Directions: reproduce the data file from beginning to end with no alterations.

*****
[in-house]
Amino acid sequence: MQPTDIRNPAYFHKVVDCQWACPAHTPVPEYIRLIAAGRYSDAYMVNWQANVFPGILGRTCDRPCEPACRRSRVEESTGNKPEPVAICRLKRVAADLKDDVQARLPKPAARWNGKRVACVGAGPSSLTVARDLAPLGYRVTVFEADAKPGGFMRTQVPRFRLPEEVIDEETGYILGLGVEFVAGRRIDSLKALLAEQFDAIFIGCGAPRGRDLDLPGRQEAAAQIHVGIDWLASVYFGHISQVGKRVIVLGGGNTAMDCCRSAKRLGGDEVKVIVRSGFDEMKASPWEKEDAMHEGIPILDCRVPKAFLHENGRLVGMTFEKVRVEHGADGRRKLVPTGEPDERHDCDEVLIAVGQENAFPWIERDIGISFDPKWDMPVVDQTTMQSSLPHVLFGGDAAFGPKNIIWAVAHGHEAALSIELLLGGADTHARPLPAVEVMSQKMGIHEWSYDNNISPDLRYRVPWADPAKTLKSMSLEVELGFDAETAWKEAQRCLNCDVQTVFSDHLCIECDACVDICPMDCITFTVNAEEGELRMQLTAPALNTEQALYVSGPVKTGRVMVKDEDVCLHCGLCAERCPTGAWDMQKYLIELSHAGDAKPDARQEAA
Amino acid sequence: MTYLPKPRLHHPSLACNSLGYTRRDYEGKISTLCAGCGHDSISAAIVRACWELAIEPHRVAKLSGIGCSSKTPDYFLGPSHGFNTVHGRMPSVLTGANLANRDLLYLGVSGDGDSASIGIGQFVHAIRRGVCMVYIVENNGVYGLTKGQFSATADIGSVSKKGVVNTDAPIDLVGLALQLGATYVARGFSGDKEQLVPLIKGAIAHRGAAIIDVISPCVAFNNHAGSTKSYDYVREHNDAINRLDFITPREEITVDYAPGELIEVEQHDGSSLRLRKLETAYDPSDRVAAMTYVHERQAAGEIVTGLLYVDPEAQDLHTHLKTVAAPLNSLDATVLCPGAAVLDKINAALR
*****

[in-house]
Amino acid sequence: MQPTDIRNPAYFHKVVDCQWACPAHTPVPEYIRLIAAGRYSDAYMVNWQANVFPGILGRTCDRPCEPACRRSRVEESTGNKPEPVAICRLKRVAADLKDDVQARLPKPAARWNGKRVACVGAGPSSLTVARDLAPLGYRVTVFEADAKPGGFMRTQVPRFRLPEEVIDEETGYILGLGVEFVAGRRIDSLKALLAEQFDAIFIGCGAPRGRDLDLPGRQEAAAQIHVGIDWLASVYFGHISQVGKRVIVLGGGNTAMDCCRSAKRLGGDEVKVIVRSGFDEMKASPWEKEDAMHEGIPILDCRVPKAFLHENGRLVGMTFEKVRVEHGADGRRKLVPTGEPDERHDCDEVLIAVGQENAFPWIERDIGISFDPKWDMPVVDQTTMQSSLPHVLFGGDAAFGPKNIIWAVAHGHEAALSIELLLGGADTHARPLPAVEVMSQKMGIHEWSYDNNISPDLRYRVPWADPAKTLKSMSLEVELGFDAETAWKEAQRCLNCDVQTVFSDHLCIECDACVDICPMDCITFTVNAEEGELRMQLTAPALNTEQALYVSGPVKTGRVMVKDEDVCLHCGLCAERCPTGAWDMQKYLIELSHAGDAKPDARQEAA
Amino acid sequence: MTYLPKPRLHHPSLACNSLGYTRRDYEGKISTLCAGCGHDSISAAIVRACWELAIEPHRVAKLSGIGCSSKTPDYFLGPSHGFNTVHGRMPSVLTGANLANRDLLYLGVSGDGDSASIGIGQFVHAIRRGVCMVYIVENNGVYGLTKGQFSATADIGSVSKKGVVNTDAPIDLVGLALQLGATYVARGFSGDKEQLVPLIKGAIAHRGAAIIDVISPCVAFNNHAGSTKSYDYVREHNDAINRLDFITPREEITVDYAPGELIEVEQHDGSSLRLRKLETAYDPSDRVAAMTYVHERQAAGEIVTGLLYVDPEAQDLHTHLKTVAAPLNSLDATVLCPGAAVLDKINAALR